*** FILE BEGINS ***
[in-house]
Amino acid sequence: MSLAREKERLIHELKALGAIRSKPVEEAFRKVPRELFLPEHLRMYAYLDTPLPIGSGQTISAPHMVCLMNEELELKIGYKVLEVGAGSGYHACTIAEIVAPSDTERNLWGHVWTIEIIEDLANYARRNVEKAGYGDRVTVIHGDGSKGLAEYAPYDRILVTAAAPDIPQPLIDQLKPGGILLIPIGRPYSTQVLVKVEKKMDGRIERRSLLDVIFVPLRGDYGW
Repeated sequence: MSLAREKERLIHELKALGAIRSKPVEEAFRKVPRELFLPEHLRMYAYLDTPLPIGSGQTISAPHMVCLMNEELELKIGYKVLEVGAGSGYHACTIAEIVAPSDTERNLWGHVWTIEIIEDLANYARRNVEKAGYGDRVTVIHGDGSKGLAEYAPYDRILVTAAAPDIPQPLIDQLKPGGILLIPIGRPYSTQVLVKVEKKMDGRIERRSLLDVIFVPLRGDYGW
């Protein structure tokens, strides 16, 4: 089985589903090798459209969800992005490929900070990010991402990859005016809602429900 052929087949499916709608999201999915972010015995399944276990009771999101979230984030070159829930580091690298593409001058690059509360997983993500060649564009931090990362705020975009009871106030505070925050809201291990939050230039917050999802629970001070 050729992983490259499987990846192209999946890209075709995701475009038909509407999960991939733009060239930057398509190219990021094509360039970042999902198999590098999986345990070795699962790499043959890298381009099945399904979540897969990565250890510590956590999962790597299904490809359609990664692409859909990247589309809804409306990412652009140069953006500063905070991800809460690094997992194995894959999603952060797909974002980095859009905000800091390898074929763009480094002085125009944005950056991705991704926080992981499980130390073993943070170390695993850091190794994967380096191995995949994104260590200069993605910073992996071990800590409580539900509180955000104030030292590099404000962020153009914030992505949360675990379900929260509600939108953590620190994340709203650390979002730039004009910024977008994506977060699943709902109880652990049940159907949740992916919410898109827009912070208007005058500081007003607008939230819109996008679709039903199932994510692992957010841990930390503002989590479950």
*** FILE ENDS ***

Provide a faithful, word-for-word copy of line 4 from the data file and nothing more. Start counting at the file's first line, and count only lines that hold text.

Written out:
């Protein structure tokens, strides 16, 4: 089985589903090798459209969800992005490929900070990010991402990859005016809602429900 052929087949499916709608999201999915972010015995399944276990009771999101979230984030070159829930580091690298593409001058690059509360997983993500060649564009931090990362705020975009009871106030505070925050809201291990939050230039917050999802629970001070 050729992983490259499987990846192209999946890209075709995701475009038909509407999960991939733009060239930057398509190219990021094509360039970042999902198999590098999986345990070795699962790499043959890298381009099945399904979540897969990565250890510590956590999962790597299904490809359609990664692409859909990247589309809804409306990412652009140069953006500063905070991800809460690094997992194995894959999603952060797909974002980095859009905000800091390898074929763009480094002085125009944005950056991705991704926080992981499980130390073993943070170390695993850091190794994967380096191995995949994104260590200069993605910073992996071990800590409580539900509180955000104030030292590099404000962020153009914030992505949360675990379900929260509600939108953590620190994340709203650390979002730039004009910024977008994506977060699943709902109880652990049940159907949740992916919410898109827009912070208007005058500081007003607008939230819109996008679709039903199932994510692992957010841990930390503002989590479950």